By Guest Contributors on January 9, 2014
When transitioning wealth from one generation to the next, “the rest of the story” occurs after the estate transitions. Sadly, the rest of the story does not have an upbeat outcome. Unfortunately the rest of the story is that only about 30% of affluent families successfully retain and grow their wealth and maintain family harmony following a transition to the next generation.
Traditional wealth management and estate planning focus on transferring wealth, minimizing taxes and defining ownership and control. Professional advisors are very skilled at making sure that wealth properly transfers to heirs. What has been missing from wealth transfer planning is a comprehensive discussion on whether or not the heirs are ready to receive and manage the wealth that they will inherit and how to maintain family harmony and unity going forward.
Studies have shown that internal family dynamics underlie the great majority of the estate failures, not professional advice. The primary causes have been identified as (i) a breakdown of trust and communications within the family unit; and (ii) failure to prepare heirs.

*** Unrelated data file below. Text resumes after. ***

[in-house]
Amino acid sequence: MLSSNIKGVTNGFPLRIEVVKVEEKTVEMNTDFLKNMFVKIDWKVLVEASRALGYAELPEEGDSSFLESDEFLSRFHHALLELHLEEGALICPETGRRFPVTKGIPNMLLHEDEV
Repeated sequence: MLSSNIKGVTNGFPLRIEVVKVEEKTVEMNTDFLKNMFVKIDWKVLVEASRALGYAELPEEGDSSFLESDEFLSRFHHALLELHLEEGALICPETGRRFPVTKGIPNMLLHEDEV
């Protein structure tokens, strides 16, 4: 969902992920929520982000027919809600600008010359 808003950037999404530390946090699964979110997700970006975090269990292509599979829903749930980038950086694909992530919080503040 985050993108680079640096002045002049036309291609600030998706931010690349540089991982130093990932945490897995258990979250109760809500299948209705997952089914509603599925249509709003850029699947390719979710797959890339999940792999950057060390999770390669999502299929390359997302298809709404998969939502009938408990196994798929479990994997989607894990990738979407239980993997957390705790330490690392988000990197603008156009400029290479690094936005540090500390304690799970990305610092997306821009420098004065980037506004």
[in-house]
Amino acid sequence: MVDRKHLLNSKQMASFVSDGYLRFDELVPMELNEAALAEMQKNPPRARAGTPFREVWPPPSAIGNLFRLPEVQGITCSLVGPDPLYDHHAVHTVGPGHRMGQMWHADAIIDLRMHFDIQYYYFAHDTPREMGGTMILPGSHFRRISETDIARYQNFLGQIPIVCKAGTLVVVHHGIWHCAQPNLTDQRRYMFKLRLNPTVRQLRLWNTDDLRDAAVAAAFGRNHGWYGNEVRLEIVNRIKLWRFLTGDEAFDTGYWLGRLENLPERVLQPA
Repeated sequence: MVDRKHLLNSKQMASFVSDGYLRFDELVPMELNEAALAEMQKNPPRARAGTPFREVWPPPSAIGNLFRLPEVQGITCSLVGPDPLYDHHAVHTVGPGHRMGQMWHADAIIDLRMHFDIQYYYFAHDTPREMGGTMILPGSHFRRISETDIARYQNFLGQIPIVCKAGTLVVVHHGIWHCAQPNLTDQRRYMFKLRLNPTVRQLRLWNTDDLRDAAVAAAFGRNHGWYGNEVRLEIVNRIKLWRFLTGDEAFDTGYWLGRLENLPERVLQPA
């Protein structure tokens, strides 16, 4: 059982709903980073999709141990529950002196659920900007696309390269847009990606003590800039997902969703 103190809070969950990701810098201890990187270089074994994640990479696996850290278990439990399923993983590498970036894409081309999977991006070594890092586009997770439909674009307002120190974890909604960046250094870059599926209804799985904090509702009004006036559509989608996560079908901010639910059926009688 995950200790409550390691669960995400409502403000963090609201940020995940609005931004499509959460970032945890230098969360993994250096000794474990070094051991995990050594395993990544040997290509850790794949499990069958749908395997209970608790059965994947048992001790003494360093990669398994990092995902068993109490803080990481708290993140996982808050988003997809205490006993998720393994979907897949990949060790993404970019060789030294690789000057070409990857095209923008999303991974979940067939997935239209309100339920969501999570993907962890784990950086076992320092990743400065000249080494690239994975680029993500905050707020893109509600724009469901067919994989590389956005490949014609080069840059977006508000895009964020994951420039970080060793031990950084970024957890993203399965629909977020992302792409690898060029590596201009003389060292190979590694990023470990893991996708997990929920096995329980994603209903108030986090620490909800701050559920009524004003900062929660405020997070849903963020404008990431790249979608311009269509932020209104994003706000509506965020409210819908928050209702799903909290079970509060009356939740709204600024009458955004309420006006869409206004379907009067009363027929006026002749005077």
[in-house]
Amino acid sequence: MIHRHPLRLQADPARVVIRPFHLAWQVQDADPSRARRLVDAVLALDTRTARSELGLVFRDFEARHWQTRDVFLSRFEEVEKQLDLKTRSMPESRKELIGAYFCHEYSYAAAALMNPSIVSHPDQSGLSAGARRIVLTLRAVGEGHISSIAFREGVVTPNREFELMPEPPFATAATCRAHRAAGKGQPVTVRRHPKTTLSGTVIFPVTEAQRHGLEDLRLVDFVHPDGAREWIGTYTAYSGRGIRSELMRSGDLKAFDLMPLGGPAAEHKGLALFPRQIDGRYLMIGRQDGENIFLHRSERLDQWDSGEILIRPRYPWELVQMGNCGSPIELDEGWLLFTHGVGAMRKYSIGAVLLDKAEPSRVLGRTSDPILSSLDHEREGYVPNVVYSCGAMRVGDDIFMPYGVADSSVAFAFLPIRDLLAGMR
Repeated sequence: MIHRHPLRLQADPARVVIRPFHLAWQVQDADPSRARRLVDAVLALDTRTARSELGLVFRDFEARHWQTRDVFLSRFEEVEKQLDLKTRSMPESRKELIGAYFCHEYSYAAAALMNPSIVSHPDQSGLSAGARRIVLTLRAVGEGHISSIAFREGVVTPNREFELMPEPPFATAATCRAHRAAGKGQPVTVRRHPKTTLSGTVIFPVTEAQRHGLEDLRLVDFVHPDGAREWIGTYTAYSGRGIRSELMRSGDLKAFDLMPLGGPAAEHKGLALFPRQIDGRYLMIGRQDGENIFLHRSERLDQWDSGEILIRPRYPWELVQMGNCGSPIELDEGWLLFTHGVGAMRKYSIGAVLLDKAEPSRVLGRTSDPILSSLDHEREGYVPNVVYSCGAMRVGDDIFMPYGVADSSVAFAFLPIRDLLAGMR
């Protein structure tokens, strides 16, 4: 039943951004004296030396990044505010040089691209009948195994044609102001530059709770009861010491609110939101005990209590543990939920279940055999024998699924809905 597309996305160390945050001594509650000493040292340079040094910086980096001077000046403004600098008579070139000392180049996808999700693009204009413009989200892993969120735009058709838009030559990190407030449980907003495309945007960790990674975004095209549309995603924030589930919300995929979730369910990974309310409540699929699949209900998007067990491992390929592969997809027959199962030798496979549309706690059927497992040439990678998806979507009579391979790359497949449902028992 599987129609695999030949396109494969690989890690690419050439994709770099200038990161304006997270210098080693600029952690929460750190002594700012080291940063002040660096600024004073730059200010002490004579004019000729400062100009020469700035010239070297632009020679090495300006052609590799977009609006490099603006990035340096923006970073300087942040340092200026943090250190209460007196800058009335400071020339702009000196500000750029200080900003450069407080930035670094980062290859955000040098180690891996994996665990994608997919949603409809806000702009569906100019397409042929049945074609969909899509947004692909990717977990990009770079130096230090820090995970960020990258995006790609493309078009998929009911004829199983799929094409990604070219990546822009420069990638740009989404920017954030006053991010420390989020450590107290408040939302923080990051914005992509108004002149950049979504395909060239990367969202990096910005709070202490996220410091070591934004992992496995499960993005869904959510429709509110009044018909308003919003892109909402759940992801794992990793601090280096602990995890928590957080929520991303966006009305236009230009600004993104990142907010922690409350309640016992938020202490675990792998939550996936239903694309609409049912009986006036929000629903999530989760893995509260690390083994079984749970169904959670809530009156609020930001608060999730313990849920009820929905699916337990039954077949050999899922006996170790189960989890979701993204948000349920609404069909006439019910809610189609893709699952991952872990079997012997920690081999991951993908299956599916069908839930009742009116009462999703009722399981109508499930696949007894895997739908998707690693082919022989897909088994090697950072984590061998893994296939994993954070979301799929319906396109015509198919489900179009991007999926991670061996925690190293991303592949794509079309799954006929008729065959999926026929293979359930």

There is an opportunity to prepare your family for the successful transition of wealth to the next generation. With proper awareness and coaching, the family can develop and use appropriate skills so that intergenerational harmony and family unity, and wealth preservation and generation becomes the reality.
The Edmonds Business Family Advisory Services team, which is comprised of “soft” and “hard”, or “relational” and “financial” skilled practitioners, has experience working with families like yours to identify and understand the relational capital opportunities, challenges and concerns today, and to develop appropriate action steps and plans to enhance family harmony and unity going forward and to prepare your heirs to receive and manage the wealth they will inherit.
The Edmonds Business Family Advisory Services program helps the family to plan and prepare for the post-transition period. It equips them to successfully manage their family interactions going forward and transition relational and financial assets to the next generation. In short, it moves the family into the 30% “successful” group.